If the focus favours an uncertain future threat of U.S.-China conflict when world leaders meet in six weeks to address the real danger of climate emergency at COP26, the summit will likely fail, writes Dr Graeme McLeay.
"In the councils of government, we must guard against the acquisition of unwarranted influence, whether sought or unsought, by the military-industrial complex.”
WHEN "IKE" spoke those words in his 1961 valedictory speech as U.S. President, he would not have dreamt that Australia, 60 years later, would become part of the military-industrial complex of the United States. As someone who understood the horrors of war, he understood the dangers of an arms race while at the same time acknowledging the need for defence at a time when America faced a belligerent adversary. He was cautious.
No such caution is evident in Canberra. In the space of a few days, we have been told we are to have nuclear-powered submarines, a larger presence of American armed forces based in Australia and missiles – presumably of the intercontinental variety – if all the China-talk is to be believed.
The very idea of Australia getting into an arms race with China is risible and preposterous. It will take at least 20 years for Australia to have something like the military capability that China has now and the massive spending involved will impoverish the next generation.
We have not been told whether our neighbours in Indonesia, Papua New Guinea, Malaysia, Singapore, India and the Pacific Islands have been consulted about the AUKUS deal, which brings a whiff of colonialism about it. New Zealand was quick to make it clear nuclear-powered subs will not be welcome there. It is likely they will also not be welcome in Port Adelaide.
The $90 billion French submarine deal is to be scrapped and bigger, more capable, and almost certainly, more expensive submarines will be built in Adelaide. An uncertain future threat of U.S.-China conflict is the justification for this 20-year program — about the time the world will have tipped into runaway, unstoppable climate change if the world’s present emissions trajectory continues.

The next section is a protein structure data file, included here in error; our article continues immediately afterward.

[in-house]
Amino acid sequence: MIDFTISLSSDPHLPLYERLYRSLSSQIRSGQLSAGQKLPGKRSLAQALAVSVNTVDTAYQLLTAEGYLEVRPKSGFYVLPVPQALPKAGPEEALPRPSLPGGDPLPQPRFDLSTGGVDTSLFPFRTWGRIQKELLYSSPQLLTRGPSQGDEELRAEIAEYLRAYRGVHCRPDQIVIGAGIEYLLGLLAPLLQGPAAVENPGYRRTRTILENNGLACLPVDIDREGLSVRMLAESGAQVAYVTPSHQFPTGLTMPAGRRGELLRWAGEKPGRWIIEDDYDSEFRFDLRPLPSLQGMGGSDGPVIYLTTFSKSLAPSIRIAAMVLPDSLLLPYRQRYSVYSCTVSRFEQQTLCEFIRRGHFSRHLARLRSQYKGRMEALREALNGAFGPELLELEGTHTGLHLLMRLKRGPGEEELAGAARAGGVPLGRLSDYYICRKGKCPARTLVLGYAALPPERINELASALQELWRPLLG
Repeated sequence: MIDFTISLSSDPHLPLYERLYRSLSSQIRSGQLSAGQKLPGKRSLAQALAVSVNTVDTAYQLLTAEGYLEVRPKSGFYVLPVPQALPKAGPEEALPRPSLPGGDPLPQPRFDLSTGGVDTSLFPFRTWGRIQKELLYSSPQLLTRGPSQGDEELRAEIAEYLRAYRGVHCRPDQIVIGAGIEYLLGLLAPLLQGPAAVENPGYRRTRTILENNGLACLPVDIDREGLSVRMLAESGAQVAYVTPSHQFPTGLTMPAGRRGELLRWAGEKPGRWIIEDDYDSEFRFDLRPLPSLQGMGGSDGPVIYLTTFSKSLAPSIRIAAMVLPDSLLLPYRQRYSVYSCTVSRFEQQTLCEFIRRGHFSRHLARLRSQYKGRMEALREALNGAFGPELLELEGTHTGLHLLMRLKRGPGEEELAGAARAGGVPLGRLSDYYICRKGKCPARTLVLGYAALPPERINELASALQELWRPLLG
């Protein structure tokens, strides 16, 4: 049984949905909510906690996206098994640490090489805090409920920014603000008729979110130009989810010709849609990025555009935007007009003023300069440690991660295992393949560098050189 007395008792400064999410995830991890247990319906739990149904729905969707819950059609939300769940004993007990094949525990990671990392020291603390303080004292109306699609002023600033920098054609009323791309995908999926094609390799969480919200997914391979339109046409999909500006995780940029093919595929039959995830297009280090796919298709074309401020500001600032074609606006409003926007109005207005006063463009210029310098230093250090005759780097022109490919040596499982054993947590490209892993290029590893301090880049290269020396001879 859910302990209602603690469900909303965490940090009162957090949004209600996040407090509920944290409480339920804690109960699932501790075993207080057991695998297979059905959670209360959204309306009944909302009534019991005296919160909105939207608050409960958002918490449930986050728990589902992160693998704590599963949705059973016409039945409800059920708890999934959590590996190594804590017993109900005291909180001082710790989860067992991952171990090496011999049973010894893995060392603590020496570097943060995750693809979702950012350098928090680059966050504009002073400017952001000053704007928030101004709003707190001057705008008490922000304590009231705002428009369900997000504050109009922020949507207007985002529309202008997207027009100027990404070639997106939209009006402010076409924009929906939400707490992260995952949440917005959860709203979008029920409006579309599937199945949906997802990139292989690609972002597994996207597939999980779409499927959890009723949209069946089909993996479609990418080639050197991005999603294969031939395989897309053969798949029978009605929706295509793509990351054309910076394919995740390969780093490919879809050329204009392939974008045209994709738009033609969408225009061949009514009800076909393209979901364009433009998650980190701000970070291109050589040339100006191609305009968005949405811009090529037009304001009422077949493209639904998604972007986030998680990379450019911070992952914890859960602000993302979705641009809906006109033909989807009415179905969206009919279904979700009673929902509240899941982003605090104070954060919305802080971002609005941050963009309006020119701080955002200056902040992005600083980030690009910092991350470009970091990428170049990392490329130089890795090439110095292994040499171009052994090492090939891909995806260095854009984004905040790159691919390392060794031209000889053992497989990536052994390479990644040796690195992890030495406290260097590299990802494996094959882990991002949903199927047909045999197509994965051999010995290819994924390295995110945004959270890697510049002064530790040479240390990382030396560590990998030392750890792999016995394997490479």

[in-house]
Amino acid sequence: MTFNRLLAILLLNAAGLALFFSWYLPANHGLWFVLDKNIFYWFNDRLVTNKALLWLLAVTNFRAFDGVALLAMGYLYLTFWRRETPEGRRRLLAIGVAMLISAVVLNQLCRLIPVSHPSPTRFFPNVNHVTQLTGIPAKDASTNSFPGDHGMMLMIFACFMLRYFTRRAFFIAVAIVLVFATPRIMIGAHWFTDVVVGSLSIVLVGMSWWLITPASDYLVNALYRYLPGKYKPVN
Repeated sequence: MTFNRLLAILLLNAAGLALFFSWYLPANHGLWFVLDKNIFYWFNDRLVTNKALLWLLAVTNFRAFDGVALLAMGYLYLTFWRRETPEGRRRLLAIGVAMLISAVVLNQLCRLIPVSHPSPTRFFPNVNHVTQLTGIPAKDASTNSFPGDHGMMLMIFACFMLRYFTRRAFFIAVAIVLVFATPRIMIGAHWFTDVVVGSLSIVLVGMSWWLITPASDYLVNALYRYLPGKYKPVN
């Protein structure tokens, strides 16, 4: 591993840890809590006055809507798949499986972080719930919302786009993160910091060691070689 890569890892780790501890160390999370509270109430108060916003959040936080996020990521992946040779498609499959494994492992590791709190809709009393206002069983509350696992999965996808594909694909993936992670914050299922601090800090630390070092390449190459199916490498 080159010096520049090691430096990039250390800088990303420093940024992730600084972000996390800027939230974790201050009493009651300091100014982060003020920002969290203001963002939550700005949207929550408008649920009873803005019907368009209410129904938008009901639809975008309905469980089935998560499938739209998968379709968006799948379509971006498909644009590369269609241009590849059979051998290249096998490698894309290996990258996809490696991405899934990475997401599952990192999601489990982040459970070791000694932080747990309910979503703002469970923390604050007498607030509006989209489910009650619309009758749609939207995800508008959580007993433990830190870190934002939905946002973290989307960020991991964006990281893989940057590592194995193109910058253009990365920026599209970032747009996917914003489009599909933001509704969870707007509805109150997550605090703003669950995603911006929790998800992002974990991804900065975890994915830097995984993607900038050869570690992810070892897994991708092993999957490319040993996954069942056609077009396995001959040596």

In six weeks, world leaders come together in Glasgow to address the existential threat of climate emergency. As the war drums beat louder it appears unlikely they will meet in a spirit of cooperation and harmony. Without both China and the United States on board, there is the possibility of a disastrous failure, much worse than the Copenhagen fiasco because the urgency for action is so much greater.
Climate change and conflict are not unrelated. In a recent report from the Climate Council, 'Rising to the Challenge: Addressing Climate and Security in Our Region', authors describe climate change as a driver of insecurity.
Conflicts will arise over water, rising seas, salination, fisheries and crop failures. India, Pakistan and China – not always the best of pals – rely on meltwater from Himalayan glaciers for the survival of millions and internal conflicts over water have the potential to trigger war among neighbours which could drag the United States in, and Australia with it.
Much of Bangladesh, a country with a population of 166 million, is low lying and already experiencing inundation and salination from sea level rise. Food shortages are almost certain to occur when climate-related crop failures happen in multiple regions at the same time.
'Australia’s unwillingness to deal with climate change is already affecting our security, leading to a loss of geopolitical influence, particularly in the Pacific.'
What role will Australia play in Glasgow? Will we go in good faith, promising bold action on climate change and preparedness to help our neighbouring countries in mitigation and adaptation, in recognition of our shared interests, or will we go as a spoiler?
History suggests the latter — a history that goes back to the last century and the first Kyoto agreement. A belated promise of zero emissions by 2050 with no change to our weak 2030 target, with talk of future technology fixes, will convince no one.
The World Health Organization has described climate change as the greatest global health threat. Disruption of Earth’s stable climate and the biodiversity which protects us is an immediate health and security risk. A sober assessment of the risk which China poses to Australian security is common sense but failure to address the real and present danger of climate emergency, clearly set out in the Intergovernmental Panel on Climate Change (IPCC) Sixth Assessment Report, is negligence — negligence which will not go unnoticed by our young.
In his 1961 farewell speech, President Eisenhower also said:
“The potential for the disastrous rise of misplaced power exists and will persist.”
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